Tola Amodu holds a PhD from the LSE (thesis title: the history of
planning agreements as regulatory instruments in England and Wales) and an
LLM from Cambridge University. She is a qualified and practising solicitor,
a legal member of the Royal Town Planning Institute and teaches public law
at the LSE. Aside from public law, Dr Amodu has a particular interest in
regulation (theory and practice). Email:
Colin Bamford was for many years a partner in a leading international law firm, before being appointed as CEO of The Financial Law Panel, a post he held for over eight years. In 2002 he returned to private practice at the bar. He is the author of Principles of International Financial Law, published by Oxford University Press. Email: C.Bamford1@lse.ac.uk
Rachel Barnes (Dr) teaches the Law of
International Economic Sanctions (LL4K2). She holds a PhD in international
criminal law from Cambridge University on the UN's use of targeted financial
sanctions and an LL.M from Harvard Law School. She is a dual-qualified US
attorney and English barrister and currently practises from chambers at
Buildings in crime and regulatory law, with particular emphasis on
international and cross-border matters. Her distinct expertise is in the
area of economic and financial sanctions and she advises clients on matters
concerning international, EU, UK and US trade and financial sanctions.
Previously, Rachel practised in the New York firm of Shearman and Sterling
LLP, acting in a range of complex and cross-border litigation and advisory
work concerning corporate crime and regulatory matters. Rachel is on the
editorial panel of the Lloyd's Law Reports - Financial Crime. Before
teaching at LSE, she supervised in criminal law at Cambridge University.
She recently contributed a chapter, 'The Investigation and Prosecution of
Foreign Corruption in the United States' to Corruption and Misuse of
Public Office, Nicholls et al (2011, 2nd ed, Oxford University Press). Email:
Paraskevi Boukli (Dr)
has recently completed a PhD at the London School of Economics,
Department of Law, and currently teaches courses at Birkbeck University of
London and at the London School of Economics. Paraskevi's current research
focuses on human trafficking and state crime. Email:
is a barrister and Senior Legal Officer at Rights of Women, a women’s
voluntary organisation committed to informing, educating and empowering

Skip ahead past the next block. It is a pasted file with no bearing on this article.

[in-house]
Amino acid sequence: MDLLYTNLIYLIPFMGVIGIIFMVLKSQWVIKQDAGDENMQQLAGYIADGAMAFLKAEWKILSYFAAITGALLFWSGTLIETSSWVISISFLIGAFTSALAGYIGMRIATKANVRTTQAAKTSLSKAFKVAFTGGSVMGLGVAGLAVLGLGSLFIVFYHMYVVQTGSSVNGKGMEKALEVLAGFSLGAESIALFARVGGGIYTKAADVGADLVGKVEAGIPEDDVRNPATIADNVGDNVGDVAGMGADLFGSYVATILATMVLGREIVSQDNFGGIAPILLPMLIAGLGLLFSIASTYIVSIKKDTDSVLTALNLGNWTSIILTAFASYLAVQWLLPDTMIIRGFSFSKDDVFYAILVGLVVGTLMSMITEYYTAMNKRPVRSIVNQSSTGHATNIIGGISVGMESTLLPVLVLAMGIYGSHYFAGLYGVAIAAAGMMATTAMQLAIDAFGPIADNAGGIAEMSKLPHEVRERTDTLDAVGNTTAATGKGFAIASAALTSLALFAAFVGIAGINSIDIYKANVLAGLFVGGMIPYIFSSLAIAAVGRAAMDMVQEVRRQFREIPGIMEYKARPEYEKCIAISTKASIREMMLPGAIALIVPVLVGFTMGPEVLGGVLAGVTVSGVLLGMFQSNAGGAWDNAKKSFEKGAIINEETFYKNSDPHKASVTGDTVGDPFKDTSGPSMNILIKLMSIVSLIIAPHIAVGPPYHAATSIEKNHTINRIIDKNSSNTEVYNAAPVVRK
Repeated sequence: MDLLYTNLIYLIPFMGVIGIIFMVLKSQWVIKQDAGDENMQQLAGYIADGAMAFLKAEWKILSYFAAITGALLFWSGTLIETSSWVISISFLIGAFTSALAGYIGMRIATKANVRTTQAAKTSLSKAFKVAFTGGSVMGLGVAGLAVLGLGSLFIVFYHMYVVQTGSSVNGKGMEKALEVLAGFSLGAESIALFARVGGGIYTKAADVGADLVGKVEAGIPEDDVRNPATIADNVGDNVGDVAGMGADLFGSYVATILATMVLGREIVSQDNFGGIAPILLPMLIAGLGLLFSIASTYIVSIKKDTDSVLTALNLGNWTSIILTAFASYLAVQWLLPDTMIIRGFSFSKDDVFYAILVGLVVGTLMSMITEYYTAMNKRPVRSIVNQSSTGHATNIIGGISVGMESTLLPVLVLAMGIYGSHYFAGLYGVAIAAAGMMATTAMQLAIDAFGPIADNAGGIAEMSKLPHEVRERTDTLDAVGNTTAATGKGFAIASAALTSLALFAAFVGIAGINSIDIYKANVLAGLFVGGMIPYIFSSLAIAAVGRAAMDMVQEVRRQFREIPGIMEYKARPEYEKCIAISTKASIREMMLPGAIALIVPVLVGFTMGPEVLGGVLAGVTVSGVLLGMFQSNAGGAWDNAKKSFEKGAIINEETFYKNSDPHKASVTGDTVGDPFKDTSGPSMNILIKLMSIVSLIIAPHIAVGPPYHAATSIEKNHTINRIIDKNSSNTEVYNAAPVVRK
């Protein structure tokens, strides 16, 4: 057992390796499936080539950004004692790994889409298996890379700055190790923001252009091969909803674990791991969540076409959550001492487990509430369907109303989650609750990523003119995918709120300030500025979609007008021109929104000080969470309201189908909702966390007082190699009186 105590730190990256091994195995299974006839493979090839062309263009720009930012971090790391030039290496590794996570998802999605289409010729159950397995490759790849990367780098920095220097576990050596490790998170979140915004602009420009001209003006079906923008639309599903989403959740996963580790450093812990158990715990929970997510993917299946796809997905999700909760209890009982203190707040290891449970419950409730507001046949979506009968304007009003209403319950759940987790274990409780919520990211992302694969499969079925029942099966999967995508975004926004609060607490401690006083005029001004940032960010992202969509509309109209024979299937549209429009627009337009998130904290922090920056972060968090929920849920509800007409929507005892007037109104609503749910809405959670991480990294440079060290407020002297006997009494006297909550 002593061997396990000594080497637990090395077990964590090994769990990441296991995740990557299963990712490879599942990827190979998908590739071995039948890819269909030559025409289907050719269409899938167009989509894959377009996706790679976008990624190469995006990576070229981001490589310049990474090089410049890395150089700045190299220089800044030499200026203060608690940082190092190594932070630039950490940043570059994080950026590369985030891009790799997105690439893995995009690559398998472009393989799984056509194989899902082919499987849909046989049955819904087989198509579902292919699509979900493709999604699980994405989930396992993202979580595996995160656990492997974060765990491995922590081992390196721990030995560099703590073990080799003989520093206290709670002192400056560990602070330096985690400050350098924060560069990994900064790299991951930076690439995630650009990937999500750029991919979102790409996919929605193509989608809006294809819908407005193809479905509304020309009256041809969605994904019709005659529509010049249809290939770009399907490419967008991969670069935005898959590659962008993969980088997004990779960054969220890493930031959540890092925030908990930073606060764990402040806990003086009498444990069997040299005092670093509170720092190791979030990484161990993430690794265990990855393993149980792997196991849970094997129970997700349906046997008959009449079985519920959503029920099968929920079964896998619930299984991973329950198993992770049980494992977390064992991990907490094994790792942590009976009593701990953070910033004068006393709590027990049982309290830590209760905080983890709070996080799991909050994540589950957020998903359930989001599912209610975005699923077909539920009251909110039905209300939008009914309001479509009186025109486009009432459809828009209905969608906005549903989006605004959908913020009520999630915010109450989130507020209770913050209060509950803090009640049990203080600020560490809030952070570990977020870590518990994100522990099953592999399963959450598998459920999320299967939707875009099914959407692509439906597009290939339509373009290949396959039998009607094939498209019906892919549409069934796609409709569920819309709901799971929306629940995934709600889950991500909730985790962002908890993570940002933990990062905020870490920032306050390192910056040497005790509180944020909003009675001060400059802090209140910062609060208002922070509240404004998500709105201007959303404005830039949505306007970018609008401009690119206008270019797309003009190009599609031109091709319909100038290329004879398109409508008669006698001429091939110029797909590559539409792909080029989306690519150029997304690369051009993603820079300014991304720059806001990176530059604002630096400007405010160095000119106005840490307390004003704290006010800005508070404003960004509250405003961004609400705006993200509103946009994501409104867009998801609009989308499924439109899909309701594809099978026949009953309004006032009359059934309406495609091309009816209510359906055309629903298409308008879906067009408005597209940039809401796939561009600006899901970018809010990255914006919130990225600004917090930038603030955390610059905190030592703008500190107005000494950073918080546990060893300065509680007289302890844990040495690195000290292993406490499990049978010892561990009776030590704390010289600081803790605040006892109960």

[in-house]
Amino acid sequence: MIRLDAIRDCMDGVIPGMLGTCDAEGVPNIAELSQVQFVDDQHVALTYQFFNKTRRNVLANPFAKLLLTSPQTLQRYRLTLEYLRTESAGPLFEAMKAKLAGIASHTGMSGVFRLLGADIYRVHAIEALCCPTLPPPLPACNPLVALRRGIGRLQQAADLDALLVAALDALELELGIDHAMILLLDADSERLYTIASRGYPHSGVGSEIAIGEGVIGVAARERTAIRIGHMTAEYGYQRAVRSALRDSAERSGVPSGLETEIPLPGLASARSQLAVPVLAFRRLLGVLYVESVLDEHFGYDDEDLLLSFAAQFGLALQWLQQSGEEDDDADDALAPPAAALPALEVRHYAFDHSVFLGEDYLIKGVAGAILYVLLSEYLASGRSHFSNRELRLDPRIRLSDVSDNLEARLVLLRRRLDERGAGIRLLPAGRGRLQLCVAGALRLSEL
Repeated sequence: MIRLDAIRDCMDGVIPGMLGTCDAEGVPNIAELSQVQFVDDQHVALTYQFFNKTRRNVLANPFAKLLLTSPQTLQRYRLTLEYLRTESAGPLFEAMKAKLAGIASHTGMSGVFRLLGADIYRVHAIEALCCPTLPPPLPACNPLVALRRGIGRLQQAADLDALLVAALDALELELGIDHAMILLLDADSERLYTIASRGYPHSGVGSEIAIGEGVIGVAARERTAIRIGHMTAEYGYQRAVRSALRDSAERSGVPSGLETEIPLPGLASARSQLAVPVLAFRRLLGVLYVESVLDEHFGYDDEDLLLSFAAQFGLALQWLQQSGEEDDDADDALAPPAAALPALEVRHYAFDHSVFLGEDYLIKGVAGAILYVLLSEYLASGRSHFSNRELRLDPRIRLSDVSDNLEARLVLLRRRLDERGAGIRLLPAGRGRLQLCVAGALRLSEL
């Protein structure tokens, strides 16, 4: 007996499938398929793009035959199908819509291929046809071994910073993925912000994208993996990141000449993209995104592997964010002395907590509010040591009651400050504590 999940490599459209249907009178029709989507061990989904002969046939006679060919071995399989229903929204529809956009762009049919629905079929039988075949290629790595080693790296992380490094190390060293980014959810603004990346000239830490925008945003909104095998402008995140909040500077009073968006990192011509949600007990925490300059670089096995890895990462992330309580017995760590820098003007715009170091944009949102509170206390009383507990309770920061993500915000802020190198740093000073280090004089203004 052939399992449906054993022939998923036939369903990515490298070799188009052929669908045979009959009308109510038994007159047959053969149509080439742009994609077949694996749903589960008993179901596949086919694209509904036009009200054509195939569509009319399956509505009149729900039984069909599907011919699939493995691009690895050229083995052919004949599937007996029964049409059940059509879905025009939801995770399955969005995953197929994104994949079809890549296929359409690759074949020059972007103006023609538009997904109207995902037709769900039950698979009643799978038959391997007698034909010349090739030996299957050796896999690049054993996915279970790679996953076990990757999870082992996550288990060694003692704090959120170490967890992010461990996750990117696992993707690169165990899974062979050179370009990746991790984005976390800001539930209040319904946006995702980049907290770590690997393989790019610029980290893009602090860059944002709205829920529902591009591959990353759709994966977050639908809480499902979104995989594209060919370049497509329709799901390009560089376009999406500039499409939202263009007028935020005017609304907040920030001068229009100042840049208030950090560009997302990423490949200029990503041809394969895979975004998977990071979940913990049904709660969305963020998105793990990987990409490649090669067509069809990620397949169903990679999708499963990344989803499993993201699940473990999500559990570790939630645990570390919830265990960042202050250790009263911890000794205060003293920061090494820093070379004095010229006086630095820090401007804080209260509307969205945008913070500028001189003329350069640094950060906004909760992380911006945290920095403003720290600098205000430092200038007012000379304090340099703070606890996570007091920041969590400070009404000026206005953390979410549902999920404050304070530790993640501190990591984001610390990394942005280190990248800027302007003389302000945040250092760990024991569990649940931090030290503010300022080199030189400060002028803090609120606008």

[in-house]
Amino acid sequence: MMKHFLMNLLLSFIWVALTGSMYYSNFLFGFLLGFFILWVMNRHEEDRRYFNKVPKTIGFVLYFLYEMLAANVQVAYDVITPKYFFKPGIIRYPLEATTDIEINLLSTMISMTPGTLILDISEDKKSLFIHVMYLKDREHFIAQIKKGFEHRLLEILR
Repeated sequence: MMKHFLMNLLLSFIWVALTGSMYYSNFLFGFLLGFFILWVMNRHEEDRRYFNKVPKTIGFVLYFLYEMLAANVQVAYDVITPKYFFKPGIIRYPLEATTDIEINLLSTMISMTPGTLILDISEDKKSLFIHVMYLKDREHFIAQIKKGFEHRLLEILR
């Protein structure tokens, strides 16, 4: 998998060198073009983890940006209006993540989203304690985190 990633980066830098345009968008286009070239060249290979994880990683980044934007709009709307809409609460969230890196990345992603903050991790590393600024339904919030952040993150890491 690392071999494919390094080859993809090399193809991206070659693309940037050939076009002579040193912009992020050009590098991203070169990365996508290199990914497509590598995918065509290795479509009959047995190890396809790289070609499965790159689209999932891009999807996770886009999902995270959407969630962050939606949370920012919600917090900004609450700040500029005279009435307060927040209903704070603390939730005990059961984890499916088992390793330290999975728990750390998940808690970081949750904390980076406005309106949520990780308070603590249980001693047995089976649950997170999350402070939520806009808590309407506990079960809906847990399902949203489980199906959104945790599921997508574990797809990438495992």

women on the law and their legal rights. At Rights of Women Catherine
advises on immigration, family and criminal law, particularly in relation to
violence against women issues. Catherine wrote Seeking Refuge? A handbook
for asylum-seeking women, revised Rights of Women’s publication for
survivors of sexual violence From Report to Court and contributed
chapters to Measuring Up? UK compliance with international commitment on
violence against women in England and Wales. She has also had articles
on immigration law, violence against women and access to justice issues
published in journals including Legal Action and Safe.
Catherine leads on Rights of Women’s work in the field of immigration law
and regularly teaches and speaks on immigration and violence against women
issues. Catherine is also a trustee of Asylum Aid and member of their
Women’s Project Advisory Committee. Catherine obtained her Masters degree in
Human Rights law from the LSE in 2003. Email: C.A.Briddick@lse.ac.uk
Marie Burton. Marie
qualified as a solicitor in 1994 and has experience of criminal, family and
social welfare law practice. She has also worked in legal aid and consumer
policy development. She is currently an ESRC-funded PhD student in the LSE
law department. The working title of her thesis is ‘Breaking the
connection? The impact of remote technology in lawyer-client interactions in
social welfare law’. Her areas of interest are legal aid, access to
justice and the legal profession. Email:
Jonathan Butterworth. Jonathan is co-founder and coordinator of Just Fair, a national charity and NGO working to advance the realisation of Economic and Social Rights for everyone in the UK (see www.just-fair.co.uk). He has worked for several years as a Public Law Teaching Fellow at University College London (UCL), and a Guest Teacher at London School of Economics (LSE). Jonathan has presented seminars, published articles and given lectures on human rights law. He read law at Undergraduate and Masters level, specialising in human rights and international law. Email: J.C.Butterworth@lse.ac.uk
John Carrier (Dr). Formerly Dean of Graduate Studies; Previously Part time lecturer in Medical law; for some years now Part time class teacher in Public Law;
Joint Editor of the International Journal of Crime, Law and Justice.
Member: Society of Legal Scholars.
Formerly Chair of the Bar Standards Board Education and Training Committee(2005-11)
Hon. Bencher Lincoln's Inn.
Hon.Fellow Royal College of Physicians , London
Grainne Mellon is a barrister at Garden Court Chambers London where she practices in public law, human rights and discrimination. Before coming to the Bar, Gráinne worked in the Fundamental Rights and Citizenship Unit of the European Commission in Brussels and at the Appeals Chamber of the International Criminal Court in The Hague.Gráinne has also worked as a research assistant in the House of Lords and at LSE and has considerable experience internationally in the field of human rights law and policy. Gráinne studied law at Trinity College Dublin and completed the LLM in Public International Law at the London School of Economics. Emaill: G.B.Mellon@lse.ac.uk